Driving into Georgia in my Jeep Patriot, with my little dog, Ozzie, riding shotgun, something caught my attention up ahead of me. It was a school bus, stopping to let kids off! Not far from there, I saw a group of young kids in uniform playing soccer on the field next to their elementary school. I didn’t know what to think. On the one hand, I thought about all the kids back home in Washington State wishing they could see their friends at school and play soccer, but on the other hand, were these kids being exposed to the virus and risking their lives?
I drove through nearly thirty states during my six-month road trip, and the laws surrounding the Coronavirus changed from place to place, sometimes in just a matter of miles. You would hardly know there was a pandemic in some states, and in other areas, it looked like a post-apocalyptic ghost town!
Before starting my trip across the county, I was like most people, hunkered down inside watching the news, doom scrolling, and waiting for the pandemic to pass. My yoga business had screeched to a standstill, and my dream of opening a mindfulness center was now in the distant past. I felt myself sliding into a depression. I lived alone and couldn’t see my friends, and I went from teaching about 12 yoga classes per week to none.
I was miserable, and I knew that I needed to find a new sense of purpose for my own mental health. I had to find a healthy way to occupy my time. I love teaching yoga, writing, and travel. Those are my passions, but even my writing clients were putting my assignments on hold. I knew I couldn’t travel internationally, but the road was calling me. So, I took matters into my own hands, rented out my home for six months, and hit the road on September 1st.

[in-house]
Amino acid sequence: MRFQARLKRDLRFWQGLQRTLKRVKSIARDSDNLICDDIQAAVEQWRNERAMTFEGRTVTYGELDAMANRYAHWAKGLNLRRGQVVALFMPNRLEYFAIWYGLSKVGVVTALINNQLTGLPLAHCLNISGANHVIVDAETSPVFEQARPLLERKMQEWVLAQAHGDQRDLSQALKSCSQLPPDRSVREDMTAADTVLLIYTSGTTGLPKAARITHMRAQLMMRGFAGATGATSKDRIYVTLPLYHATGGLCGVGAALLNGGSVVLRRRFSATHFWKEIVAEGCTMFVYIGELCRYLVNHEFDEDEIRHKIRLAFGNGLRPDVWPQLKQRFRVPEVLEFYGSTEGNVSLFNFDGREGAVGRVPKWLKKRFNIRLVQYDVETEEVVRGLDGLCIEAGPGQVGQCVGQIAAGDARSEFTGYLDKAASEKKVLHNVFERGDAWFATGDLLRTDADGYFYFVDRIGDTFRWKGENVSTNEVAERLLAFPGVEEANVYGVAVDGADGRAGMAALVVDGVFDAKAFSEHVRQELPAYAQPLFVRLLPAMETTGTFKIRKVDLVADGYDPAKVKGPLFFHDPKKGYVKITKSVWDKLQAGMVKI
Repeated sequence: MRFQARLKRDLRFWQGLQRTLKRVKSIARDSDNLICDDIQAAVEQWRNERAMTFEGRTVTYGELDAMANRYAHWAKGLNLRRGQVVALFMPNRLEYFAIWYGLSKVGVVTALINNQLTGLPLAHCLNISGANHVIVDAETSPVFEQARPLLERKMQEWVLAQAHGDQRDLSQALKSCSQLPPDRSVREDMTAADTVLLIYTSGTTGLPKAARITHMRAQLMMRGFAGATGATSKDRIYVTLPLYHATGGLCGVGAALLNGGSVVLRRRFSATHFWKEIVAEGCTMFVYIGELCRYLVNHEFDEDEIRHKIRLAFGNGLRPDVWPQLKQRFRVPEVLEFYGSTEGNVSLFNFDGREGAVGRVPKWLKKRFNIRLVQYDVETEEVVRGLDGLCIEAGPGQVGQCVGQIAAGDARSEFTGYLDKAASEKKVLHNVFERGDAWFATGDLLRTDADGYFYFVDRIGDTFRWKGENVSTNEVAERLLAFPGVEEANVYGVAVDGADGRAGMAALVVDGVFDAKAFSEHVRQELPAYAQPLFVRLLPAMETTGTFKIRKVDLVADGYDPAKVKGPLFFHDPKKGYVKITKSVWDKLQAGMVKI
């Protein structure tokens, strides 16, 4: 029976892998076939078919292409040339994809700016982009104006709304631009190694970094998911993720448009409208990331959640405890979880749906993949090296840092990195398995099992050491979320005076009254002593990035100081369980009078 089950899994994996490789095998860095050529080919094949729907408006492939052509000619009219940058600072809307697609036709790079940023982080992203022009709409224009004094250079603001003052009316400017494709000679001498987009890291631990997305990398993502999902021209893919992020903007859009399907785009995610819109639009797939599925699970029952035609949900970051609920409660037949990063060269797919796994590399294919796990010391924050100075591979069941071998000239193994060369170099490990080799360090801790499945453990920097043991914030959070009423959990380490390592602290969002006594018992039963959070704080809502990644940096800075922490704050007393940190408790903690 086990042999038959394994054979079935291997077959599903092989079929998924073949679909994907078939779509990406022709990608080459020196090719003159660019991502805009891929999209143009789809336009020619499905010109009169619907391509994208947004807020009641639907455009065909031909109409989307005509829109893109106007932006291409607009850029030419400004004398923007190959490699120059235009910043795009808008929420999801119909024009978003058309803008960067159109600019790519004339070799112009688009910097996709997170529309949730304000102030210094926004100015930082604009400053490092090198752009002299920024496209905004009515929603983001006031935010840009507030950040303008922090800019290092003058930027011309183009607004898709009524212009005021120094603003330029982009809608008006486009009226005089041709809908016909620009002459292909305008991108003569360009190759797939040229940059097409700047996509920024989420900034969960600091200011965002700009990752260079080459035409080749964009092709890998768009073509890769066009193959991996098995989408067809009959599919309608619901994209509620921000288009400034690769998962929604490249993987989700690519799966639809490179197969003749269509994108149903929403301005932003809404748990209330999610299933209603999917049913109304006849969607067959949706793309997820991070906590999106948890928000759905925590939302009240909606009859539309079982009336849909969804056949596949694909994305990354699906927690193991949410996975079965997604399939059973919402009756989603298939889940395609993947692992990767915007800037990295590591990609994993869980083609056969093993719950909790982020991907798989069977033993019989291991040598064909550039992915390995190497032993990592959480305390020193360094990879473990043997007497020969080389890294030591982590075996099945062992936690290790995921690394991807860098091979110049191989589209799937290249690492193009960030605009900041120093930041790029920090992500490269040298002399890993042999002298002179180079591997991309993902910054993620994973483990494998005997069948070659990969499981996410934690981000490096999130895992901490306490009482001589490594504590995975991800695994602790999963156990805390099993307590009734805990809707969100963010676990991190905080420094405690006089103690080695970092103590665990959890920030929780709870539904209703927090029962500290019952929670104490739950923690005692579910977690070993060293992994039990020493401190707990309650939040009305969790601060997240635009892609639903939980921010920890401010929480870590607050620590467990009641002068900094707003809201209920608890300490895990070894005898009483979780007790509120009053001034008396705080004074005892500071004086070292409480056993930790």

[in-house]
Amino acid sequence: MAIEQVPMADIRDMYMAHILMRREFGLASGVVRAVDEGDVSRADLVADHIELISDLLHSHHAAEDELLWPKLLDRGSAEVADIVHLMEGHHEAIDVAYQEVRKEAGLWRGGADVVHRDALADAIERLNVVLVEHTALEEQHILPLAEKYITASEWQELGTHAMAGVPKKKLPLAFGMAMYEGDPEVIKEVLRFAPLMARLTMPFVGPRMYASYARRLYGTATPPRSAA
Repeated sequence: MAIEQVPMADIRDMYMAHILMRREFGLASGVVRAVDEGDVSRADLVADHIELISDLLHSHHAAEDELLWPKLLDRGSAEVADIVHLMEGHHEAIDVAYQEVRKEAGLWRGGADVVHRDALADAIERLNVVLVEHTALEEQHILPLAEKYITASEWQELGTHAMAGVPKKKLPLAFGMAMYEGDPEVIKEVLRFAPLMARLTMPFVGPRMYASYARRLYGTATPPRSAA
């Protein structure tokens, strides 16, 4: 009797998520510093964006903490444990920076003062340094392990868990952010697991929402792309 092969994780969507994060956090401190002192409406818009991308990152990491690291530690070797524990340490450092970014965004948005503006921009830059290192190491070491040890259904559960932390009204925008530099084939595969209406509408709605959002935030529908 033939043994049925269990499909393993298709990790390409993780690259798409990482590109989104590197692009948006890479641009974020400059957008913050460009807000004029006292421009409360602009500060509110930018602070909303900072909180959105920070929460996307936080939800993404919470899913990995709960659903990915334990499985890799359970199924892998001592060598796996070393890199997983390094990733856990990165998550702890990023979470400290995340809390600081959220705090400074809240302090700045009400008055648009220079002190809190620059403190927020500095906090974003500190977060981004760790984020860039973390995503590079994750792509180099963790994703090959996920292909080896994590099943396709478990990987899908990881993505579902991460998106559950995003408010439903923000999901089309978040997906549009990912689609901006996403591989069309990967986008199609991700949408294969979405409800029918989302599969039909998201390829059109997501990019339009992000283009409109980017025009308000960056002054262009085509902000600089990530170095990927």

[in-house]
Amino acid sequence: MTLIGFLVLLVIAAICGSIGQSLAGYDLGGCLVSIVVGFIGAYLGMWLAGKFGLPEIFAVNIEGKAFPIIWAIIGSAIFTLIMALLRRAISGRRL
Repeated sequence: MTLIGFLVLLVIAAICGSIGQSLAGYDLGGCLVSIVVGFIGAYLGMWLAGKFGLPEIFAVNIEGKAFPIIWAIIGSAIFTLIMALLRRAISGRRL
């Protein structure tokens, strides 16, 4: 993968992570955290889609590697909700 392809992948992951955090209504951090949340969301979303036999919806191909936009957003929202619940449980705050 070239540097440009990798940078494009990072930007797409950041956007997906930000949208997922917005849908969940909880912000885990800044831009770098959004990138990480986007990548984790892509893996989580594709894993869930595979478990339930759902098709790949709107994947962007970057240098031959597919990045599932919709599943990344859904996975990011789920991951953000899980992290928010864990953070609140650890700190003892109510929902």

I got all manner of reactions from friends, family, and strangers. Some people were angry that I wasn’t following the “Stay home” order. Other people were afraid I might get stopped and detained if seen in another state with Washington plates. Many people thought I was crazy, and yet others thought I was courageous. I’ve never been one to care much what other people think of me or my actions, so I carried on, unsure of what I would encounter and if I was doing the right thing.
My route was only conceptual. I didn’t preplan much because I didn’t want to feel rushed. If I liked an area, I would stay a few days or longer. I never made reservations and just took one day at a time. At first, I headed north into the Olympic Peninsula and the North Cascades. Only a week or so into my trip, my back went out. Then, my Jeep broke down! I also dropped and smashed the screen on my mobile phone, and on top of it all, my laptop crashed! I must admit, I began having some doubts. Maybe the trip wasn’t such a good idea. But, it was too late to change my mind. My tenants had moved into my house, and I needed to honor the contract. Fortunately, I spent a week or so with friends to regroup and then continued on my journey, determined as ever to see it through.
My first goal was to enjoy some “leaf peeping” in the Northeast. I had always wanted to see the fall foliage in New Hampshire and Vermont. So, I headed east following Highway 12 across the most northern part of the United States. Idaho and Montana were mostly open, with few people wearing masks. When I wore one at the gas station or into a store, I got “the look.” It was as if they thought I was strange for wearing a mask, while I thought they were taking unnecessary risks for NOT wearing one!